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Let's take a look at some historical insight to figure how our global path dependency on oil and coal were created. Britain’s competitive advantage lied heavily on its country’s seemingly endless supply of coal that conveniently lied on or close to the surface. Coal and oil created on-demand energy in a way that was incomparable to bio-fuels. The easy accessibility of this fossil fuel made extraction and labor cheap. The science behind this natural resource is that these fossil fuels were formed from a collection of ancient sunlight, animal, and plant remains. As centuries dated our planet, the substances that we know of now as coal and oil were formed from the pressures of earth’s layers. In other words, when we started burning this natural resource to create energy, we simultaneously burned away centuries of history.
However, this mentality was not present during the industrial revolution. The advantages of on-demand energy washed away any possible uncertainty. Manpower no longer was a limiting factor as people turned to coal-powered machines for inspiration. Factories boomed and the opportunity to leave the agrarian lifestyle became possible with the creation of thousands of low skill level jobs, initially within the textile and coal industry. Innovation soared, especially within the energy sector, and inventors such as Thomas Edison, creator of the light bulb, and Nikola Tesla, creator of fluorescent lighting and Alternating Current (AC) electrical power system opened up a new and brighter way of life to the world.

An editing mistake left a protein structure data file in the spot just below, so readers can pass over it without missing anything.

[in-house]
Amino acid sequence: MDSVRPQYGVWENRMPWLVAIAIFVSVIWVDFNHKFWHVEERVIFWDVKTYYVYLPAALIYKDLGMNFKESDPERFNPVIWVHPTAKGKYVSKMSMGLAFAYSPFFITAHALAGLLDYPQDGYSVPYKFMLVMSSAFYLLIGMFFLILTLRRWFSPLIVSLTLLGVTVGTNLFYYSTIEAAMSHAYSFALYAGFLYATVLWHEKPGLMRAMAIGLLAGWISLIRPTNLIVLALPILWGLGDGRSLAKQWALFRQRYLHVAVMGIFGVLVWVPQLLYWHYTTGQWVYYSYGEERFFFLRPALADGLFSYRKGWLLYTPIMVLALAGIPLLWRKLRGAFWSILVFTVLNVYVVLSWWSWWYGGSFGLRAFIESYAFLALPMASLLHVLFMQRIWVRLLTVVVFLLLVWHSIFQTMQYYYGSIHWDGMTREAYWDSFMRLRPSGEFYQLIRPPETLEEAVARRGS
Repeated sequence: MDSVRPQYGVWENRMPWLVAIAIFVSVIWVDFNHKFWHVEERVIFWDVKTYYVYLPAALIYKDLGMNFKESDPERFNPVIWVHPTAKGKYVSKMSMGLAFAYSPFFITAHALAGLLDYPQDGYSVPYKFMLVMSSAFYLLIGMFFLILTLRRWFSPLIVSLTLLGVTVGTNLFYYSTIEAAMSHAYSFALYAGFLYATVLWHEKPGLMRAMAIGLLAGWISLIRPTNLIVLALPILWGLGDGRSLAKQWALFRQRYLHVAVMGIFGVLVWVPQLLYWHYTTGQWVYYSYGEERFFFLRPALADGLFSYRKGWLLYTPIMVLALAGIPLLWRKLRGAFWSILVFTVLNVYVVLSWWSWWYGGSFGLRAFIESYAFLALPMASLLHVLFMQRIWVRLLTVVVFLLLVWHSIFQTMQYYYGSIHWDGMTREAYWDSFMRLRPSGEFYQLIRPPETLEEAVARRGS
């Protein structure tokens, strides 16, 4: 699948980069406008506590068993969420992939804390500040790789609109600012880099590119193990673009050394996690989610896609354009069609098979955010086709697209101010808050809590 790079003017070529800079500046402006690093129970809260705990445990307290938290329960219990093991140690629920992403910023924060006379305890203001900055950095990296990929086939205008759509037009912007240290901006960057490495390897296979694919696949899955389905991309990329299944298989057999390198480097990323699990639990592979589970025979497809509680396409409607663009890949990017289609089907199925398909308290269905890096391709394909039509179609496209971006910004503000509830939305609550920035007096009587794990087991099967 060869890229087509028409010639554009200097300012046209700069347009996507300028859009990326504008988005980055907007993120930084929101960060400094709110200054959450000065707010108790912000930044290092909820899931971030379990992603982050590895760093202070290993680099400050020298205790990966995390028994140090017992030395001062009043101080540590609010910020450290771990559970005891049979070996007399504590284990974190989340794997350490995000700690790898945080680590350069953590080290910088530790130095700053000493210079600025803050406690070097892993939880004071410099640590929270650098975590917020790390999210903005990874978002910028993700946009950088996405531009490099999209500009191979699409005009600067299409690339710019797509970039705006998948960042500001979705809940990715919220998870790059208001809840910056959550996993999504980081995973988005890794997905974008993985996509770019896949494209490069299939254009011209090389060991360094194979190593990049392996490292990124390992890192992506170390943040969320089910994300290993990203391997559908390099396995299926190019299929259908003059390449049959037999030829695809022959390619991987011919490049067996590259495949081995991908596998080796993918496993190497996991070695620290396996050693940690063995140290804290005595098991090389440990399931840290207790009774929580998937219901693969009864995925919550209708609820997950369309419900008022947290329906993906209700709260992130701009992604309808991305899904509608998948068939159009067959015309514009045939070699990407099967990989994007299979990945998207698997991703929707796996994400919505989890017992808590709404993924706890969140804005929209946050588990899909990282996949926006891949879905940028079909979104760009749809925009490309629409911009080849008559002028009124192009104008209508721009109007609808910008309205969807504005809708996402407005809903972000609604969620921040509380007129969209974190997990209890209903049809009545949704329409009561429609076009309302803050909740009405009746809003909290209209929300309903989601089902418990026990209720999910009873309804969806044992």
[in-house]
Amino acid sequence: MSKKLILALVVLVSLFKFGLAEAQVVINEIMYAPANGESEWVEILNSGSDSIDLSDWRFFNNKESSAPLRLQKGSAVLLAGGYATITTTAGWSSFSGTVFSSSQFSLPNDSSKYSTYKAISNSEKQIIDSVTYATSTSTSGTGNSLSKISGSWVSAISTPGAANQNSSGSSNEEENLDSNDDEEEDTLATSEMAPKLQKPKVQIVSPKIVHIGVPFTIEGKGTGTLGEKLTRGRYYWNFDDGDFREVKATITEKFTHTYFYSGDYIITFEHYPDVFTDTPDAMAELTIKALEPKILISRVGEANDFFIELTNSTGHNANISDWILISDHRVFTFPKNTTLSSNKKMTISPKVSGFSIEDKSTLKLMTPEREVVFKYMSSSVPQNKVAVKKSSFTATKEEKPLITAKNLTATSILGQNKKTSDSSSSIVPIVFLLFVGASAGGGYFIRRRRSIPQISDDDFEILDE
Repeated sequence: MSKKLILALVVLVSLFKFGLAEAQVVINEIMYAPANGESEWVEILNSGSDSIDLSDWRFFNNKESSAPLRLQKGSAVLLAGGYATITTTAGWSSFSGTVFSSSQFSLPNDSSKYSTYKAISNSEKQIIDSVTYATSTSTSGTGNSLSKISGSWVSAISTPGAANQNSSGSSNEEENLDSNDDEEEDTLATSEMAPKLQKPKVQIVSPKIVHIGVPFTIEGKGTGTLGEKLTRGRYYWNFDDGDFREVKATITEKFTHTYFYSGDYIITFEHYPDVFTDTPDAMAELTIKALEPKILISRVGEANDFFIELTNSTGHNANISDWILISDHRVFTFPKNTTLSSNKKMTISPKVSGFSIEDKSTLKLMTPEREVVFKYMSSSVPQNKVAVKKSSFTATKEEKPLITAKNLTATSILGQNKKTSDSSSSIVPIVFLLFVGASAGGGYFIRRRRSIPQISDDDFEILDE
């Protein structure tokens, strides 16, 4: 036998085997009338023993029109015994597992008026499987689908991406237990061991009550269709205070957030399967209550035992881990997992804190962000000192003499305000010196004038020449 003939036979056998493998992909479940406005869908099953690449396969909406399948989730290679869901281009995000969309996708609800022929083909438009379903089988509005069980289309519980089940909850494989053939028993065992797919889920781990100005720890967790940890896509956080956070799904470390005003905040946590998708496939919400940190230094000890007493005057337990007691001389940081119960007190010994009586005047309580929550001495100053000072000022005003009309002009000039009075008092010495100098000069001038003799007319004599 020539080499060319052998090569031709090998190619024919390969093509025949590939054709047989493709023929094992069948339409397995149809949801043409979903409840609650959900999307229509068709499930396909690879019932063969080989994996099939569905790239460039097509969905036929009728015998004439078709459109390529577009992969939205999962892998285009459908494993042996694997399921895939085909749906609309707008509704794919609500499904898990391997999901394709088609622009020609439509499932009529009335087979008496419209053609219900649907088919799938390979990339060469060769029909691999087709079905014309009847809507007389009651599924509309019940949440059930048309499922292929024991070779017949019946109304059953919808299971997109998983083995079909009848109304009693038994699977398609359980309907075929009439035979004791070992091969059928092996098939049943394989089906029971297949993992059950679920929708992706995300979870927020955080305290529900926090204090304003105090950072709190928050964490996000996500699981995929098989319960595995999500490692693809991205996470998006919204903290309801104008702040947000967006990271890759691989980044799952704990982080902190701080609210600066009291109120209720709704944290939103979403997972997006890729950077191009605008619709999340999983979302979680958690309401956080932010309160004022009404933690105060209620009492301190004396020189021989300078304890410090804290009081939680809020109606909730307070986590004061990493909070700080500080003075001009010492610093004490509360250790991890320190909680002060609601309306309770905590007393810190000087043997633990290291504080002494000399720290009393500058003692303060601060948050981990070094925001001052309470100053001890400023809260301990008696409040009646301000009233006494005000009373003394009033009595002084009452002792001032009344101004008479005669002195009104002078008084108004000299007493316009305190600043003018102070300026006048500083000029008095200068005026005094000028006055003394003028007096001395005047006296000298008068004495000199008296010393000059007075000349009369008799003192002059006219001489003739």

The 1870s marked what would be the known as second Industrial Revolution in the United States. Much like Britain’s bountiful coal supply, the USA discovered their ample supply of oil and the benefits of refining it in create power. Gone were the days where oil was nothing but a lubricant for wagon wheels. Within this discovery, John D. Rockefeller created the first oil industry, crude oil fields, and pipelines. By the 1890s, he single handedly controlled over 90% of the world’s oil companies, creating a near monopolistic oil industry. Evidently he quickly became the first oil billionaire. It became a race to produce as much energy as possible in order to produce as many factories as possible, in order to produce as many products as possible. In other words, the industrial life became a feverish snowball effect and our path dependency on nonrenewable resources was created.
About the Author
Stephanie Carman Burgos, Marketing Coordinator at Talbott, is a current Cross Cultural and Sustainable Business Management Masters student at The American University of Paris. She completed her undergraduate degree at San Diego State University with a BA in International Security and Conflict Resolution: Environment and Security. Stephanie is a sustainability enthusiast and partakes in various outdoor sports in her free time.
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